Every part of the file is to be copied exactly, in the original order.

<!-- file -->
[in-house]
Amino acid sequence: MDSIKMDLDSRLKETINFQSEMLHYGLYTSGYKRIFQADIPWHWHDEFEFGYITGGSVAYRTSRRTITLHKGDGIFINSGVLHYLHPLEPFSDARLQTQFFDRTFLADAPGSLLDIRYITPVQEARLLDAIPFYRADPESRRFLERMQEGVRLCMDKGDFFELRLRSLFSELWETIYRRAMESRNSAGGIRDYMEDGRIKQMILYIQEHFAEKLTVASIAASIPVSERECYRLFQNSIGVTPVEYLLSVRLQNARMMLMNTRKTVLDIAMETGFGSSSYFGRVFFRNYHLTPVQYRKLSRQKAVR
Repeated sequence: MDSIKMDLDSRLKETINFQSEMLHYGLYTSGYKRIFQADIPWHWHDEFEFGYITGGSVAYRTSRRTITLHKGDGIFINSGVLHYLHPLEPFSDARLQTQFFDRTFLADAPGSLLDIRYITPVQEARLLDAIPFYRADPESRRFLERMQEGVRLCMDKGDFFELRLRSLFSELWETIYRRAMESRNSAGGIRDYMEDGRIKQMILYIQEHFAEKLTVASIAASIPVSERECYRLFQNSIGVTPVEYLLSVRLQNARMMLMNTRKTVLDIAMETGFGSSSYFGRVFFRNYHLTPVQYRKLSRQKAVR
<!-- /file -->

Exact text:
[in-house]
Amino acid sequence: MDSIKMDLDSRLKETINFQSEMLHYGLYTSGYKRIFQADIPWHWHDEFEFGYITGGSVAYRTSRRTITLHKGDGIFINSGVLHYLHPLEPFSDARLQTQFFDRTFLADAPGSLLDIRYITPVQEARLLDAIPFYRADPESRRFLERMQEGVRLCMDKGDFFELRLRSLFSELWETIYRRAMESRNSAGGIRDYMEDGRIKQMILYIQEHFAEKLTVASIAASIPVSERECYRLFQNSIGVTPVEYLLSVRLQNARMMLMNTRKTVLDIAMETGFGSSSYFGRVFFRNYHLTPVQYRKLSRQKAVR
Repeated sequence: MDSIKMDLDSRLKETINFQSEMLHYGLYTSGYKRIFQADIPWHWHDEFEFGYITGGSVAYRTSRRTITLHKGDGIFINSGVLHYLHPLEPFSDARLQTQFFDRTFLADAPGSLLDIRYITPVQEARLLDAIPFYRADPESRRFLERMQEGVRLCMDKGDFFELRLRSLFSELWETIYRRAMESRNSAGGIRDYMEDGRIKQMILYIQEHFAEKLTVASIAASIPVSERECYRLFQNSIGVTPVEYLLSVRLQNARMMLMNTRKTVLDIAMETGFGSSSYFGRVFFRNYHLTPVQYRKLSRQKAVR